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U.S. DEPARTMENT OF THE INTERIOR
BUREAU OF LAND MANAGEMENT NEWS RELEASE
Montana/Dakotas State Office
 
Release Date: 07/27/12
Contacts: Melodie Lloyd, Bureau of Land Management, (406) 896-5260 or    
  Tyler Johnson, Bureau of Reclamation, (406) 247-7609    

Upper Missouri River Highlighted in America's Great Outdoors Rivers Initiative


FORT BENTON, Mont. – Department of the Interior Assistant Secretary for Water and Science Anne Castle and her deputy assistant John Tubbs saw firsthand on Thursday, July 26, what hard work and collaboration by multiple partners – federal, state, and local – can accomplish. The pair toured a small segment of the 149-mile Upper Missouri Wild and Scenic River to learn about ongoing projects that promote riparian restoration and cottonwood recovery along the river corridor. Representatives were on hand from the Bureau of Land Management, Bureau of Reclamation, U.S. Geological Survey (USGS), U.S. Fish and Wildlife, Montana State Department of Natural Resources and Conservation, the Missouri River Conservation Districts, and the Friends of the Monument.

The BLM officials – Montana/Dakotas Associate State Director Kate Kitchell and Central Montana District Manager Stan Benes – hosted the day’s event that ended with a tour of the Missouri Breaks Interpretive Center located in Fort Benton.  

“The Missouri Breaks Monument is living proof that conservation is indeed a part of the BLM’s multiple-use mission,” said Kitchell. “It’s a priority of Secretary Salazar to conserve and restore key rivers across the nation, expand outdoor recreational opportunities, and support jobs in local communities. The BLM, with the help of its partners, is doing just that.” 
 
The Bureau of Reclamation’s Platte River Recovery Implementation Program in Nebraska and the San Juan River Habitat Restoration in New Mexico are also key parts of the Great Outdoors Rivers Initiative. Together, these projects will work to improve habitat for the recovery of endangered species, such as, whooping cranes, interior least terns, piping ploves, and pallid sturgeon, while also benefitting habitats on national parks, tribal and private lands enjoyed by outdoor recreationists.
 
For the past 10 years the Central Montana District of the BLM has worked diligently to improve riparian corridors along the Upper Missouri River. That effort has included changes in the grazing program, moving away from hot season grazing, and reducing numbers where trends were not in a positive direction. In July 2010, with the assistance of the National Riparian Service Team, a Proper Functioning Condition (PFC) assessment was initiated to summarize riparian conditions along six reaches of the Upper Missouri River. All reaches were found to have riparian-wetland plant communities playing a key role in ecological function along the Upper Missouri River and, most importantly, to be functioning properly. Along with the riparian assessment was an interagency effort with the Bureau of Reclamation to assess the need for cottonwood restoration along the same reaches of the Upper Missouri River. A 12-year working partnership with USGS has provided solid science to assist in several cottonwood seedling planting proposals, along with a draft Memorandum of Understanding suggesting the benefit of releasing waters from several dams during high water event years to provide productive seedbeds for future cottonwood stands. Both efforts are ongoing.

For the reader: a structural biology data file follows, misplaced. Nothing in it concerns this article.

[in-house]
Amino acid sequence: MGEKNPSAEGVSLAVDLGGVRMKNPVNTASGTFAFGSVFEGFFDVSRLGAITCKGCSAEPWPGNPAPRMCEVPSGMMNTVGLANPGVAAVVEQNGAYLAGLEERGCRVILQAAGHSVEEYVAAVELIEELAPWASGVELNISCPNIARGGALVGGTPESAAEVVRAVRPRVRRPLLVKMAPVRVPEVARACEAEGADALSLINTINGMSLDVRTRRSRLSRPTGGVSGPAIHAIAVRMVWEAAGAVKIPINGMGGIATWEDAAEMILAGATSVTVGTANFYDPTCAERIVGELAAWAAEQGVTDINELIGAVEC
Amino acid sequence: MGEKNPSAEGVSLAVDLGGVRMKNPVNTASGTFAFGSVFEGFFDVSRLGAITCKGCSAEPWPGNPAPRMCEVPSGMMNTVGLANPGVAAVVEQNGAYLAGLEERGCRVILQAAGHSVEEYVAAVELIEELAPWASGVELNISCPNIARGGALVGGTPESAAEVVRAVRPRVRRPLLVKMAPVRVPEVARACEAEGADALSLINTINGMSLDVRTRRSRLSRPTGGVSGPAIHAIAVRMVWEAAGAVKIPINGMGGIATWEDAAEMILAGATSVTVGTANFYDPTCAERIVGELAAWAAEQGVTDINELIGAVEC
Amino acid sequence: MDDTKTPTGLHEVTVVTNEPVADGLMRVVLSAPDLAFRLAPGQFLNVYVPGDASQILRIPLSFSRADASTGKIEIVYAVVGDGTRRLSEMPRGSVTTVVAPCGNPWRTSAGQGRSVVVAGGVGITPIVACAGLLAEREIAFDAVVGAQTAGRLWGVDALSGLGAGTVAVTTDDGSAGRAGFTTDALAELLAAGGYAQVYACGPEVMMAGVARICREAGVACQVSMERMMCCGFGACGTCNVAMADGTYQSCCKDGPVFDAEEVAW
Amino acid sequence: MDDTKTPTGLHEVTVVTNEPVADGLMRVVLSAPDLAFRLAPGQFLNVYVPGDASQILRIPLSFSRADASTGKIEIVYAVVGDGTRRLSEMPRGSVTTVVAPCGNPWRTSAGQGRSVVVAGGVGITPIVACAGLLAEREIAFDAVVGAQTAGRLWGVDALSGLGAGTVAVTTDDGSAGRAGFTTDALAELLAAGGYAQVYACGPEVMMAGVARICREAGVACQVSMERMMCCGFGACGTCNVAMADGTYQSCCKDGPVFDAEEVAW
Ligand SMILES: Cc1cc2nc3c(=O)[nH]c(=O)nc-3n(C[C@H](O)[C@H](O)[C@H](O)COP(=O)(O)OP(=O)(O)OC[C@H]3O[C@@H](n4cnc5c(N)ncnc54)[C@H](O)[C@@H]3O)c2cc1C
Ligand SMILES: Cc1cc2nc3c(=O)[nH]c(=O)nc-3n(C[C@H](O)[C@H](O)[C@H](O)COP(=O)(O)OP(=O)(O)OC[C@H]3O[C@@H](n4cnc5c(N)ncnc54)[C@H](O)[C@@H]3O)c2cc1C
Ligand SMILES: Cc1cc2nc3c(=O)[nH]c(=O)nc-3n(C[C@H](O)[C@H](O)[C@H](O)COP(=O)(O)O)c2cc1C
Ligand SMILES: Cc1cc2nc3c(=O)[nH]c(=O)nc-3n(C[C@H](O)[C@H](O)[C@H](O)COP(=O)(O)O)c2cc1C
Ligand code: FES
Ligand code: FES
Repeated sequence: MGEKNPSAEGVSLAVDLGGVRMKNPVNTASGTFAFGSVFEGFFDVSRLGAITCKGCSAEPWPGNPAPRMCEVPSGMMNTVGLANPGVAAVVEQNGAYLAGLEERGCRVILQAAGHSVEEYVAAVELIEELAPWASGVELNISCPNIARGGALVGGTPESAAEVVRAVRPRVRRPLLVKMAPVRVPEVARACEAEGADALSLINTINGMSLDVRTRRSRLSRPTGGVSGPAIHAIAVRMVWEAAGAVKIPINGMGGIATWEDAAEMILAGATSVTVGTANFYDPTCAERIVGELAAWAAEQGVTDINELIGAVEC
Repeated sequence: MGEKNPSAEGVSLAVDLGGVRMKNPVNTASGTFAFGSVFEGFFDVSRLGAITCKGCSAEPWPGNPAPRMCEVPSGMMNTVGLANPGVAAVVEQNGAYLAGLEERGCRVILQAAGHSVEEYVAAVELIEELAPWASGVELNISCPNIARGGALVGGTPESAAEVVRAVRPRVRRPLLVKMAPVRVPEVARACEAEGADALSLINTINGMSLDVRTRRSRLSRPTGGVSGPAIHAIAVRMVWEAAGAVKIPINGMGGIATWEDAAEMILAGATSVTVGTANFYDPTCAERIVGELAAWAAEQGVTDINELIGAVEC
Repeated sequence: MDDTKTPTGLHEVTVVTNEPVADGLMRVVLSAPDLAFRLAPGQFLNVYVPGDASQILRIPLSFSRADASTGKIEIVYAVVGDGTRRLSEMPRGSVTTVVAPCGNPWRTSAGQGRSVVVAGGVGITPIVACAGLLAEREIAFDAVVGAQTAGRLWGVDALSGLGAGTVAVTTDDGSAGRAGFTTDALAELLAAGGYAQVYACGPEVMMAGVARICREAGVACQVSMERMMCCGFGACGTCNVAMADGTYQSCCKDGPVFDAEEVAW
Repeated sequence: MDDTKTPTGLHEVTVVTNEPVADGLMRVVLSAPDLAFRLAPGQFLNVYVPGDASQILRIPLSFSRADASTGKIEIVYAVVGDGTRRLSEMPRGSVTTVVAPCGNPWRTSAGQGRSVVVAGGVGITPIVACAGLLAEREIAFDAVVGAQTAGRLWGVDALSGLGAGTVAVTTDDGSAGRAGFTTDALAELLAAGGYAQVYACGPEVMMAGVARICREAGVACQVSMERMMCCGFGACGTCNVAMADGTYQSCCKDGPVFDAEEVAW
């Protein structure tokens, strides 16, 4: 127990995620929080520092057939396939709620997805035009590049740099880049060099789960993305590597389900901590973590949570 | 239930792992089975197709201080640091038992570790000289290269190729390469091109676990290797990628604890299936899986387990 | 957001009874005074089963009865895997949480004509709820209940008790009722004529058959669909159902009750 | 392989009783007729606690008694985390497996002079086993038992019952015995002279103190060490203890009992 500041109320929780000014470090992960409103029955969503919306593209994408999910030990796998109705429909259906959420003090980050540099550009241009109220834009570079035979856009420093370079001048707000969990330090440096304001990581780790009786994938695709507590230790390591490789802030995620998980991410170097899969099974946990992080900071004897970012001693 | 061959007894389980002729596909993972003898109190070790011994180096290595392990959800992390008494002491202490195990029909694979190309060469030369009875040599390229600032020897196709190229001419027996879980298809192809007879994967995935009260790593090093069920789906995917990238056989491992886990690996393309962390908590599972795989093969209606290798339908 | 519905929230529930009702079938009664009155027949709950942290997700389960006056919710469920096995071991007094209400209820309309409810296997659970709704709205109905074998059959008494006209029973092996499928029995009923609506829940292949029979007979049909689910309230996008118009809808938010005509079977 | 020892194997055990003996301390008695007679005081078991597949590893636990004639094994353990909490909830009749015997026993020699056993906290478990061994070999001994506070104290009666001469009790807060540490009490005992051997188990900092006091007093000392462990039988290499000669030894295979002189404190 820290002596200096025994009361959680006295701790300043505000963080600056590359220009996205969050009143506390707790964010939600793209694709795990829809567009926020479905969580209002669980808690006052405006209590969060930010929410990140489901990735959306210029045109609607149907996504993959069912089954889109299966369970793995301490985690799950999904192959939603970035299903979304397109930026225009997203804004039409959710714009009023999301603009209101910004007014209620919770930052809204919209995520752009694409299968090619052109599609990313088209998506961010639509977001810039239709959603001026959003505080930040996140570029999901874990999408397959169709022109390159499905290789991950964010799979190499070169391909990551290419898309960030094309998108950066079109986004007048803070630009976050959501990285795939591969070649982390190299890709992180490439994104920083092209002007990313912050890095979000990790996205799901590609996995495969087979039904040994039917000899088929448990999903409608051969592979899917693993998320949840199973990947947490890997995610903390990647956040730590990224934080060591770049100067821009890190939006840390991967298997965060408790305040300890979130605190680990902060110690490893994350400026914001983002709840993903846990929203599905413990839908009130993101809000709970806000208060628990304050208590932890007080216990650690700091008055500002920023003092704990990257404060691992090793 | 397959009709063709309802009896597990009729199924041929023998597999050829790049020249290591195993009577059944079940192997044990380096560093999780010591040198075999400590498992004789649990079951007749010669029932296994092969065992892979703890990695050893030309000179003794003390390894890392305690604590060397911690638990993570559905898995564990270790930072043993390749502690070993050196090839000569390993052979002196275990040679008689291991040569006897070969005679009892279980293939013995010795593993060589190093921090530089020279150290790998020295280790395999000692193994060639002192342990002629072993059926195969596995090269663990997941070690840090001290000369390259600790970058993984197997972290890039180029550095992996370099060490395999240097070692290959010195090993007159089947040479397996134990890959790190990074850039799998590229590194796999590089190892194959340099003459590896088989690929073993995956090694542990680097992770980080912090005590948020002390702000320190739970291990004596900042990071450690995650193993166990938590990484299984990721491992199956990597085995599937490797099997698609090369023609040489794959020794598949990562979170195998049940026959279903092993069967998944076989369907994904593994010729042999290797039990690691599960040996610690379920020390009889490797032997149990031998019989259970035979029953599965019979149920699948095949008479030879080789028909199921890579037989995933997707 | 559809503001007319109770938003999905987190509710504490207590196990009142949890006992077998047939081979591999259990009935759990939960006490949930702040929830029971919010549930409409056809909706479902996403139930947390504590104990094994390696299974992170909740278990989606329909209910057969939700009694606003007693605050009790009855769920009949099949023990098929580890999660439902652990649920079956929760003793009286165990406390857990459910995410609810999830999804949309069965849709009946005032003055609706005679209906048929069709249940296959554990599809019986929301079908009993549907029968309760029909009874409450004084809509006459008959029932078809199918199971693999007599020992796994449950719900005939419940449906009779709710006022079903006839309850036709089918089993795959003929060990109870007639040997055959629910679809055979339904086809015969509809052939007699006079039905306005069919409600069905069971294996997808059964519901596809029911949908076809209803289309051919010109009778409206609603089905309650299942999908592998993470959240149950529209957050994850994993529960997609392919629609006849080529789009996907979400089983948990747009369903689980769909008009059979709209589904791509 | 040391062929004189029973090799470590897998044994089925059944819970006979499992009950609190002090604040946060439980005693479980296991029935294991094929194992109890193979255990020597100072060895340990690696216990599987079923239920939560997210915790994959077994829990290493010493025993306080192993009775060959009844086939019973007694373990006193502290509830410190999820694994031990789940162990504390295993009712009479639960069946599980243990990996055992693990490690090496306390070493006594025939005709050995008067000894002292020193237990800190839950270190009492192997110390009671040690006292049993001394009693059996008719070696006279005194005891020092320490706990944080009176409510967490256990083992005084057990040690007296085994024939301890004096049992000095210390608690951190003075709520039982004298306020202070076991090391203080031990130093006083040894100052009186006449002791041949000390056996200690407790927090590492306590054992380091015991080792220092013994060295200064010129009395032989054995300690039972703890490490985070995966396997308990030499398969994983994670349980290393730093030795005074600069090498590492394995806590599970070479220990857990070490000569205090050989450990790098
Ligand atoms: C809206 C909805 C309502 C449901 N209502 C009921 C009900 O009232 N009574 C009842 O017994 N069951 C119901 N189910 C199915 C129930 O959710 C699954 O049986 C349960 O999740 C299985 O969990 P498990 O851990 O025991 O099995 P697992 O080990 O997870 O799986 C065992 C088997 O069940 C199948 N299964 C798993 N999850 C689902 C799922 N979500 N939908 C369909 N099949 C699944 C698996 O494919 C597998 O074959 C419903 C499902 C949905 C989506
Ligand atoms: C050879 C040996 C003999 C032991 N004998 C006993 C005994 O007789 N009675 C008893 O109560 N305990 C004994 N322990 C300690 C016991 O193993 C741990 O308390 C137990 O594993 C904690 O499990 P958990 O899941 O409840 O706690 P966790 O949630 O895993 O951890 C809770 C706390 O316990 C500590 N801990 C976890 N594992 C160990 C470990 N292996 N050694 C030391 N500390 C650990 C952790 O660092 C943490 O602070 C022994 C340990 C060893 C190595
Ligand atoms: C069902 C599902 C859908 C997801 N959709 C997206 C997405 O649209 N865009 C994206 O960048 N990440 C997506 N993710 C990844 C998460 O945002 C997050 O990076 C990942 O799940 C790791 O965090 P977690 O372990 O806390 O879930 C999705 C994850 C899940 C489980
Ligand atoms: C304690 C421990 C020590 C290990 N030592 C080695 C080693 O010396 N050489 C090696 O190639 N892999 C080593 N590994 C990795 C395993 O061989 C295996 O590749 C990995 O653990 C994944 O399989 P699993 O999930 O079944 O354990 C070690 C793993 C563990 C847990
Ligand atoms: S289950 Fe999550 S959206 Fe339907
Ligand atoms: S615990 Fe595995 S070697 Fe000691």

Lewis and Clark spent three weeks, in the spring of 1805, exploring what is now the Upper Missouri National Wild and Scenic River.  Today this portion is considered to be the premier component of the Lewis and Clark National Historic Trail. The Upper Missouri River Breaks National Monument, managed as part of the BLM’s National Landscape Conservation System, covers about 375,000 acres of BLM-administered public land in central Montana.  These public lands make a significant contribution to the local lifestyle and regional economy.
 
To learn more about the America’s Great Outdoors Rivers Initiative, visit http://www.doi.gov. For more information about the BLM in Montana/Dakotas, visit http://www.blm/mt.gov. Learn more about the Bureau of Reclamation at http://www.usbr.gov.
 


The BLM manages more than 245 million acres of public land – the most of any Federal agency. This land, known as the National System of Public Lands, is primarily located in 12 Western states, including Alaska. The BLM also administers 700 million acres of sub-surface mineral estate throughout the nation. In Fiscal Year (FY) 2011, recreational and other activities on BLM-managed land contributed more than $130 billion to the U.S. economy and supported more than 600,000 American jobs. The Bureau is also one of a handful of agencies that collects more revenue than it spends. In FY 2012, nearly $5.7 billion will be generated on lands managed by the BLM, which operates on a $1.1 billion budget. The BLM's multiple-use mission is to sustain the health and productivity of the public lands for the use and enjoyment of present and future generations. The Bureau accomplishes this by managing such activities as outdoor recreation, livestock grazing, mineral development, and energy production, and by conserving natural, historical, cultural, and other resources on public lands.
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Montana/Dakotas State Office   5001 Southgate Drive      Billings, MT 59101  

Last updated: 07-27-2012